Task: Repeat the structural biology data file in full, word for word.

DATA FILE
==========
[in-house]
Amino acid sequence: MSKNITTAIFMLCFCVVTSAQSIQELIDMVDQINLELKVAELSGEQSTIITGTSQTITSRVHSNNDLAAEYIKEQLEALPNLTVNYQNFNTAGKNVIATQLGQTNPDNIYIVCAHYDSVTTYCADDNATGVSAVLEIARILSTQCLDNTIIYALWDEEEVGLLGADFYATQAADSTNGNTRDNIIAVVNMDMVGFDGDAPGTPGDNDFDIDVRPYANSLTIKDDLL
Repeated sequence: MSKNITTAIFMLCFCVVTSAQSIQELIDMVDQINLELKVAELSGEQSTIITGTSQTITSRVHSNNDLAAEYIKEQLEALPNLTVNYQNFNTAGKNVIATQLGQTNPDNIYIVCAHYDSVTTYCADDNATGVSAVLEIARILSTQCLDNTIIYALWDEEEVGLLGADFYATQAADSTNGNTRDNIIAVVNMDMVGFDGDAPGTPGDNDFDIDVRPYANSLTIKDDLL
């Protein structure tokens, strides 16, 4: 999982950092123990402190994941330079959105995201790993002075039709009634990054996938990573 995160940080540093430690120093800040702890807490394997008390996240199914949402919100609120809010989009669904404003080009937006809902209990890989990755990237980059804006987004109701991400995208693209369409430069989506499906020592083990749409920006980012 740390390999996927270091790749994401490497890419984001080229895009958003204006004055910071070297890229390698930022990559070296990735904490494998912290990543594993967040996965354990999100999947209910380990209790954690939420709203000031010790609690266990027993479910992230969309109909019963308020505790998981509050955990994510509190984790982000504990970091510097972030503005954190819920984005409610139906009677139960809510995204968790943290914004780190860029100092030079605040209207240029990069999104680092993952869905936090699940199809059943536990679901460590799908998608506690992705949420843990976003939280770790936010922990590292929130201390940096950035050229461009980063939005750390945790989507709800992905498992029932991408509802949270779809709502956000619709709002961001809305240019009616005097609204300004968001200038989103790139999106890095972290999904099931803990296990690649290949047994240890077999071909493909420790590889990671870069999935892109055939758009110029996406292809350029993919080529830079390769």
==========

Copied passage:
[in-house]
Amino acid sequence: MSKNITTAIFMLCFCVVTSAQSIQELIDMVDQINLELKVAELSGEQSTIITGTSQTITSRVHSNNDLAAEYIKEQLEALPNLTVNYQNFNTAGKNVIATQLGQTNPDNIYIVCAHYDSVTTYCADDNATGVSAVLEIARILSTQCLDNTIIYALWDEEEVGLLGADFYATQAADSTNGNTRDNIIAVVNMDMVGFDGDAPGTPGDNDFDIDVRPYANSLTIKDDLL
Repeated sequence: MSKNITTAIFMLCFCVVTSAQSIQELIDMVDQINLELKVAELSGEQSTIITGTSQTITSRVHSNNDLAAEYIKEQLEALPNLTVNYQNFNTAGKNVIATQLGQTNPDNIYIVCAHYDSVTTYCADDNATGVSAVLEIARILSTQCLDNTIIYALWDEEEVGLLGADFYATQAADSTNGNTRDNIIAVVNMDMVGFDGDAPGTPGDNDFDIDVRPYANSLTIKDDLL
């Protein structure tokens, strides 16, 4: 999982950092123990402190994941330079959105995201790993002075039709009634990054996938990573 995160940080540093430690120093800040702890807490394997008390996240199914949402919100609120809010989009669904404003080009937006809902209990890989990755990237980059804006987004109701991400995208693209369409430069989506499906020592083990749409920006980012 740390390999996927270091790749994401490497890419984001080229895009958003204006004055910071070297890229390698930022990559070296990735904490494998912290990543594993967040996965354990999100999947209910380990209790954690939420709203000031010790609690266990027993479910992230969309109909019963308020505790998981509050955990994510509190984790982000504990970091510097972030503005954190819920984005409610139906009677139960809510995204968790943290914004780190860029100092030079605040209207240029990069999104680092993952869905936090699940199809059943536990679901460590799908998608506690992705949420843990976003939280770790936010922990590292929130201390940096950035050229461009980063939005750390945790989507709800992905498992029932991408509802949270779809709502956000619709709002961001809305240019009616005097609204300004968001200038989103790139999106890095972290999904099931803990296990690649290949047994240890077999071909493909420790590889990671870069999935892109055939758009110029996406292809350029993919080529830079390769």